Tuesday, 27 October 2020 15:05

Zoom previews end-to-end encryption

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Videoconferencing service Zoom is previewing end-to-end encryption on an opt-in basis for all users.

End-to-end encryption (E2EE) is now available to all Zoom users, whether they have free or paid accounts. The only limitation is that the preview is only available for meetings with up to 200 participants.

E2EE is available on Zoom desktop client version 5.4.0 for Mac and PC, the Zoom Android app, and Zoom Rooms. An updated version of the Zoom iOS app awaits Apple's approval.

Zoom meetings are already secured by 256-bit AES-GCM encryption. The new feature means the encryption keys are only available to participants.

Normally, Zoom's server generates encryption keys for every meeting and distributes them to meeting participants using Zoom clients as they join.

When E2EE is active, the meeting host generates the keys and uses public key cryptography to distribute them to the other participants. Under that arrangement, the encrypted data relayed through Zoom's servers is indecipherable by Zoom, as Zoom does not have the decryption key.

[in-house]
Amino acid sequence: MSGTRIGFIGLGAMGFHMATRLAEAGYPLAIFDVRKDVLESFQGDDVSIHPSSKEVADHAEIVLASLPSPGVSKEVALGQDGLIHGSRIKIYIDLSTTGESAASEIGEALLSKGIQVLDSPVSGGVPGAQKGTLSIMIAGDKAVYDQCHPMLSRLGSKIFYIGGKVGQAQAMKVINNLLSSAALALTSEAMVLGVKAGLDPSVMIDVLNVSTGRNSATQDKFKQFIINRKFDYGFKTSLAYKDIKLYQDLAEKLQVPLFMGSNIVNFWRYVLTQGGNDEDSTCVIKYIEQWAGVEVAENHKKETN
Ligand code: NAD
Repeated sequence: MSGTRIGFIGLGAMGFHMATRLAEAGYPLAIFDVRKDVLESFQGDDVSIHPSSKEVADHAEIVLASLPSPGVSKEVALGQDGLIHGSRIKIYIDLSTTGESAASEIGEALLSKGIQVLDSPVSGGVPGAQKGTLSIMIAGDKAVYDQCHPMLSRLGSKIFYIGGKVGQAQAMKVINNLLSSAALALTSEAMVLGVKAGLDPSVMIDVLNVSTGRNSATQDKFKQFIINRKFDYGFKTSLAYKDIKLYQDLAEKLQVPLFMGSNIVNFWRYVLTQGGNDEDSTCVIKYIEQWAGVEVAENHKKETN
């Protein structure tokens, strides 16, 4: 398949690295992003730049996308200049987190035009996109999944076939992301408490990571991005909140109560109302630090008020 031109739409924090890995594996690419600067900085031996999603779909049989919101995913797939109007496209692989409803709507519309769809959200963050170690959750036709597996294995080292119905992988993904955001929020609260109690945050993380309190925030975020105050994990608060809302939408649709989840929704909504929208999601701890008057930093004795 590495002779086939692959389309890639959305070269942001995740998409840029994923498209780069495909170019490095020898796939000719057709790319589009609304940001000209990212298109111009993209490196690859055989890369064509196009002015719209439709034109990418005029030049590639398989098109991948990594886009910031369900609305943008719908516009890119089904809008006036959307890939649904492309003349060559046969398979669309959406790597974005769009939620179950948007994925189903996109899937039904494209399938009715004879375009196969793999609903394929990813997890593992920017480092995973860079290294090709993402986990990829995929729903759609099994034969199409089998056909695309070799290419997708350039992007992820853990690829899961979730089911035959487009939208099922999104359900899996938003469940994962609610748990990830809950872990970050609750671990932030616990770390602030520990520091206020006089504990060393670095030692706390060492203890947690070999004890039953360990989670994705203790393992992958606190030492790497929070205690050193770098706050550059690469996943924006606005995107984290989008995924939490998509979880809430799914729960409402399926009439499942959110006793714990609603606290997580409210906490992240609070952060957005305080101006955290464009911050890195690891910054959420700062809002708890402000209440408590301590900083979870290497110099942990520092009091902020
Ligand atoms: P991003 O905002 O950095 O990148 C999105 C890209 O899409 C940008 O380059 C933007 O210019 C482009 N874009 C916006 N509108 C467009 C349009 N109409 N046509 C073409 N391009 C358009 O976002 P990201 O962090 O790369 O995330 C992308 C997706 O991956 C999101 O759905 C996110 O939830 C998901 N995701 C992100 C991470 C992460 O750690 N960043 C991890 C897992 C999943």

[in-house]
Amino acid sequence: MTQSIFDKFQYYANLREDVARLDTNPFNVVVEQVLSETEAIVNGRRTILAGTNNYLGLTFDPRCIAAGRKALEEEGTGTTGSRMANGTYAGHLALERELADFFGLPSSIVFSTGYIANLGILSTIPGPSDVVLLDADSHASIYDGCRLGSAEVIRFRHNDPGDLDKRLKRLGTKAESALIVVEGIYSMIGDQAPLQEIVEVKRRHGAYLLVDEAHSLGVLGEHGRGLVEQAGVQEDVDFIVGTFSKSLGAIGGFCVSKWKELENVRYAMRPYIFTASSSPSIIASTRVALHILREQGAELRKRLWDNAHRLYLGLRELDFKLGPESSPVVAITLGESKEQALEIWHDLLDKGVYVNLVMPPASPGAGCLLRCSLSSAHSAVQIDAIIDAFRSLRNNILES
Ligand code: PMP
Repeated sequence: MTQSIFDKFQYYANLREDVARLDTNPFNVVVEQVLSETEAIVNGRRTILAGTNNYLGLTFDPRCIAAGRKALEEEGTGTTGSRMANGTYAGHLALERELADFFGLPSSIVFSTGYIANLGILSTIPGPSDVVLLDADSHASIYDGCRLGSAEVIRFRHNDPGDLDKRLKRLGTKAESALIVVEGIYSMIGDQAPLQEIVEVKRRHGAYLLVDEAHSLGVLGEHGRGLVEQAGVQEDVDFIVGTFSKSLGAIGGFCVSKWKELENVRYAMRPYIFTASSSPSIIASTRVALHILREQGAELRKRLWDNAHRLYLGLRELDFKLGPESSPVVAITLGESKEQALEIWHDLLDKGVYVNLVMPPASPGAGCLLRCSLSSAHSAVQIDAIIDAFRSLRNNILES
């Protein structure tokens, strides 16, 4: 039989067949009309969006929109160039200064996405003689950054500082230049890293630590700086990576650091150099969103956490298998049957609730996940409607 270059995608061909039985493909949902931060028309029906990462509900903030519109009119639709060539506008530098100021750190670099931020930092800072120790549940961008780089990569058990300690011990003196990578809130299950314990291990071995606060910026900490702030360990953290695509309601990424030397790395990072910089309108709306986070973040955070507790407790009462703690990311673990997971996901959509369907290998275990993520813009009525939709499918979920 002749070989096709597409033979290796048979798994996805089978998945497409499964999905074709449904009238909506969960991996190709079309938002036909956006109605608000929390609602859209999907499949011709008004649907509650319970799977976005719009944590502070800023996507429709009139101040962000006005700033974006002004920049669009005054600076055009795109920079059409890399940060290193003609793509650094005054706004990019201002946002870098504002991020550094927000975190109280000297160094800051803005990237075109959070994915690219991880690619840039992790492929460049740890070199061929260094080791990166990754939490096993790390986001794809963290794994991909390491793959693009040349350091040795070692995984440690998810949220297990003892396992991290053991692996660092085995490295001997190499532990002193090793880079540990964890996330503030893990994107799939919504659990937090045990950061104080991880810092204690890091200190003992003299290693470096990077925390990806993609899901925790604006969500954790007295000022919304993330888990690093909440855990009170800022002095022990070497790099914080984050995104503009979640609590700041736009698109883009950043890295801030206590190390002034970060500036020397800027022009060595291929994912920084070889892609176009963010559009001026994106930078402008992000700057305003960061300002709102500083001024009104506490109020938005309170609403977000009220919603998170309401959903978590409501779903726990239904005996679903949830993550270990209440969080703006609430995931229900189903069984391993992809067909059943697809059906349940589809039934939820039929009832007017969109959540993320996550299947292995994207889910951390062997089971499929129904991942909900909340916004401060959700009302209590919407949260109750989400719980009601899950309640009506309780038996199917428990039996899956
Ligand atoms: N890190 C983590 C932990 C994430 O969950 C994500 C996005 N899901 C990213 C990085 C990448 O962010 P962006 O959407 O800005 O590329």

Account admins can enable the E2EE feature at the account, group, and user level. It can also be locked at the account or group level. If enabled, meeting hosts can toggle on and off E2EE for any given meeting as they see fit.

E2EE initially requires the use of the Zoom desktop client, the Zoom mobile app, or Zoom Rooms.

"We're very proud to bring Zoom's new end-to-end encryption to Zoom users globally today," said Zoom CISO Jason Lee.

"This has been a highly requested feature from our customers, and we're excited to make this a reality. Kudos to our encryption team who joined us from Keybase in May and developed this impressive security feature within just six months."

Zoom is keen to get user feedback about E2EE during the next 30 days. When enabled, customers may submit feedback directly through the Zoom client by navigating to Settings and selecting Feedback.


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Stephen Withers

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Stephen Withers is one of Australia¹s most experienced IT journalists, having begun his career in the days of 8-bit 'microcomputers'. He covers the gamut from gadgets to enterprise systems. In previous lives he has been an academic, a systems programmer, an IT support manager, and an online services manager. Stephen holds an honours degree in Management Sciences and a PhD in Industrial and Business Studies.

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